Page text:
Advise patients to tell their healthcare provider(s) about any factors that can increase the risk of acidosis (e.g. prolonged diarrhea, surgery, and high protein/low carbohydrate diet, and/or concomitant medications such as carbonic anhydrase inhibitors).

Hypoglycemia in Patients with Type 2 Diabetes Mellitus on Anti-diabetic Therapy

Weight loss may increase the risk of hypoglycemia in patients with type 2 diabetes mellitus treated with insulin and/or insulin secretagogues (e.g., sulfonylureas) [see Warnings and Precautions (5.9)].

  Advise patients with type 2 diabetes mellitus on anti-diabetic therapy to monitor their blood glucose levels and report symptoms of hypoglycemia to their healthcare provider(s)

CNS Depression with Concomitant CNS Depressants including Alcohol

The concomitant use of alcohol or central nervous system (CNS) depressant drugs (e.g., barbiturates, benzodiazepines, and sleep medications) with phentermine or topiramate may potentiate CNS depression or other centrally mediated effects of these agents, such as dizziness, cognitive adverse reactions, drowsiness, light-headedness, impaired coordination and somnolence [see Warnings and Precautions (5.11)].

  Advise patients not to drink alcohol while taking Qsymia.

Potential Seizures with Abrupt Withdrawal of Qsymia

Abrupt withdrawal of topiramate, a component of Qsymia, has been associated with seizures in individuals without a history of seizures or epilepsy.

  Advise patients not to abruptly stop Qsymia without first talking to their healthcare provider(s) [see Dosage and Administration (2.1)]

Kidney stones

Use of Qsymia has been associated with kidney stone formation [see Warnings and Precautions (5.15) and Adverse Reactions (6.1)].

  Advise patients to increase fluid intake to increase urinary output which can decrease the concentration of substances involved in kidney stone formation.
  Advise patients to report symptoms of severe side or back pain, and/or blood in their urine to their healthcare provider(s).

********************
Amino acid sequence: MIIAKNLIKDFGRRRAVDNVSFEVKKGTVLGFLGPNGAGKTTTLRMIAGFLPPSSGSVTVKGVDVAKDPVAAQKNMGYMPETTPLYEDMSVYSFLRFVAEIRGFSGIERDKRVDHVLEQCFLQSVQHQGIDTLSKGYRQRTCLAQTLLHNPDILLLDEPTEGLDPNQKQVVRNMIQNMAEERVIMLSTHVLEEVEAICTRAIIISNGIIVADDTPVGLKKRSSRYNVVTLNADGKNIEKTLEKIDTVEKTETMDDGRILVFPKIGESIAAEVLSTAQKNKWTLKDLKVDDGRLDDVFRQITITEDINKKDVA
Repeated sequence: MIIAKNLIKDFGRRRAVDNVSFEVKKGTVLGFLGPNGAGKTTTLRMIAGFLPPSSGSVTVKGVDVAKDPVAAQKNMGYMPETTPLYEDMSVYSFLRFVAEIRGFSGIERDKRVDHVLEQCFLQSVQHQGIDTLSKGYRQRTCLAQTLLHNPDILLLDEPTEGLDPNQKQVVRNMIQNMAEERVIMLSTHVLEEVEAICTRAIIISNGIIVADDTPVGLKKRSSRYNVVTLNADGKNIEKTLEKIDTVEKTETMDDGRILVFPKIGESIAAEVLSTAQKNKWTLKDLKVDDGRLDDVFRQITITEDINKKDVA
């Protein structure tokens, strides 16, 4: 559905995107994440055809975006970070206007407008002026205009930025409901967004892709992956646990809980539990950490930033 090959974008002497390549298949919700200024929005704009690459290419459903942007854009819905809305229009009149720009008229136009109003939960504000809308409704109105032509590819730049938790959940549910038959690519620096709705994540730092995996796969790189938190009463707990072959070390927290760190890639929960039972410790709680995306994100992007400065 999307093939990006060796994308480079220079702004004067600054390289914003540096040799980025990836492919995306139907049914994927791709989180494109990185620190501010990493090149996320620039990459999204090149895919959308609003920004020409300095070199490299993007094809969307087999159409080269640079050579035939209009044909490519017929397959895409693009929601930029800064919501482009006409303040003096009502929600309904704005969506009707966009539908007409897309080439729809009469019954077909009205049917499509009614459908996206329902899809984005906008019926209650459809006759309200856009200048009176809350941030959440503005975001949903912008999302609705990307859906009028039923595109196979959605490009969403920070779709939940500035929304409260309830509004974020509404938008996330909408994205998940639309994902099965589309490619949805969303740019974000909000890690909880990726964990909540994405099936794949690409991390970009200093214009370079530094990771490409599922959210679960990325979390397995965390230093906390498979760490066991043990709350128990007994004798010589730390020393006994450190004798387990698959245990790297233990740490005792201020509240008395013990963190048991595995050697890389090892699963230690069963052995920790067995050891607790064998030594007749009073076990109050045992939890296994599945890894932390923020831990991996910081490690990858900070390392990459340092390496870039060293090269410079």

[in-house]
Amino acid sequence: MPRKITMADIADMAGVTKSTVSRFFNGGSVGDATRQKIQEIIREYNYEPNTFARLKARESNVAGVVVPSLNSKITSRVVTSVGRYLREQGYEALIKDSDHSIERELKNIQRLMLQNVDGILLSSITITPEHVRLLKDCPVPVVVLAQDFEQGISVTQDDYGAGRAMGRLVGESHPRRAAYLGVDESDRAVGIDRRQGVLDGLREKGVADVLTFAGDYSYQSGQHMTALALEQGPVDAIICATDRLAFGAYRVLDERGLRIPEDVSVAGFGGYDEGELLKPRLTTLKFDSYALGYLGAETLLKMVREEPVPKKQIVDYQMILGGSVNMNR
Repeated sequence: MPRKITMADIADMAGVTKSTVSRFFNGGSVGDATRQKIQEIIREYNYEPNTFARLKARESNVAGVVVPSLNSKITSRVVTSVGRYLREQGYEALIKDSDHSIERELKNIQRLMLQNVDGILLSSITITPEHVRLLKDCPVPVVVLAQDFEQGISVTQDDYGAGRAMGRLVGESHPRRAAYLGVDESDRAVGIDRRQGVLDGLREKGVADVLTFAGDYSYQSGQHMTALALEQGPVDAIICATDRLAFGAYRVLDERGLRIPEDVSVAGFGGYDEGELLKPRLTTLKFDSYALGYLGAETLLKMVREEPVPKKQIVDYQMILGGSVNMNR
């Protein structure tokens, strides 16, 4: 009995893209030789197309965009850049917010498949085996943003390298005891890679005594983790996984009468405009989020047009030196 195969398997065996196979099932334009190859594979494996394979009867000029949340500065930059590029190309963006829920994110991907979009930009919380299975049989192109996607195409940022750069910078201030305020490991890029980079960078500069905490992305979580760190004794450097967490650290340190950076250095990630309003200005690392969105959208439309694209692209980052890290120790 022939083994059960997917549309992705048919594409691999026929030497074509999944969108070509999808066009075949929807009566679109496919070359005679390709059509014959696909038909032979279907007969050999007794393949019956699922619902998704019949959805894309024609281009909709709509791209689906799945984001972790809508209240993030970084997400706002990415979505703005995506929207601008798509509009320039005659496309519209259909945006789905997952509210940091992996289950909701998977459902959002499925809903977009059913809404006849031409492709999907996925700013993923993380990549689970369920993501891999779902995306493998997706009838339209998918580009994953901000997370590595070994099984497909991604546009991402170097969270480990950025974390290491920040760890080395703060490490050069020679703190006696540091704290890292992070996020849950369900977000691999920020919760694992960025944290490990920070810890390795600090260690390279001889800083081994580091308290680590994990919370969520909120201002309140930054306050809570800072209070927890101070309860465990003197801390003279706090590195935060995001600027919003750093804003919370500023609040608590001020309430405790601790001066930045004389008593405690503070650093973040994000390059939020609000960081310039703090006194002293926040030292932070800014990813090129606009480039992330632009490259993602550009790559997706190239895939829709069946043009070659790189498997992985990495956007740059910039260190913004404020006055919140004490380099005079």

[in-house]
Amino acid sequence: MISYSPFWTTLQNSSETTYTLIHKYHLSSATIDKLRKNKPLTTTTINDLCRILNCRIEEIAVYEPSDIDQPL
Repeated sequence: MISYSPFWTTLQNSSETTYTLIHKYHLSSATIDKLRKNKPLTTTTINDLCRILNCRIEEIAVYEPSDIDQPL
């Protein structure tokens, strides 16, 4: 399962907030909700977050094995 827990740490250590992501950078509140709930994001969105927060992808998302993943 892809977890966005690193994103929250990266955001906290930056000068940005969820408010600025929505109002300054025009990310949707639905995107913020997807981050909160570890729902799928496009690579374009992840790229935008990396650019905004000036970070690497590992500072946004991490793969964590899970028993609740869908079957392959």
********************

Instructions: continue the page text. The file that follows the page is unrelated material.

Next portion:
Oligohidrosis and Hyperthermia

Oligohidrosis (decreased sweating) has been reported in association with the use of topiramate, a component of Qsymia. Decreased sweating and an elevation in body temperature above normal characterized these cases.

  Advise patients to monitor for decreased sweating and increased body temperature during physical activity, especially in hot weather."

What My Patients Have Experienced With Qsymia

The earliest reports from may patients are much better than seen in the studies with reports of much more weight loss and a lot of subjective reports of lack of hunger and cravings. Because my patients have to pay the cost of the medications, among other factors,
they may have greater motivation than those in the studies. Most of my patients follow the low carb diet plan outlined on this web site
that consists of about 1100 calories a day. This may be as much as 500 calories a day less than those in the studies and may account for some of the results. 

Dr Lipman's E Books
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If you think you may have a medical emergency, call your doctor or 911 immediately. QsymiaMD does not recommend or endorse any specific tests, physicians, products, procedures, opinions, or other information that QsymiaMD is solely at your own risk. 

How to View These Results

On the table to your left, the Qsymia group that had an average BMI greater than 35, the average weight loss at 8 weeks is where the blue dot is located. That is about 6%. If the average starting weight was 220 lb.(obviously some weighed more and others less), that means the average subject lose 6% or 13 lb. Note the weight loss in all of the treatment groups continued
until the 40th week when it began to level off. Weight loss was dose related, the higher the dose, the greater the weight loss.
Note the total weight loss averaged ab out 15% of starting body weight which was reached at about 40 weeks and did not seem to improve in the next 16 weeks of the study.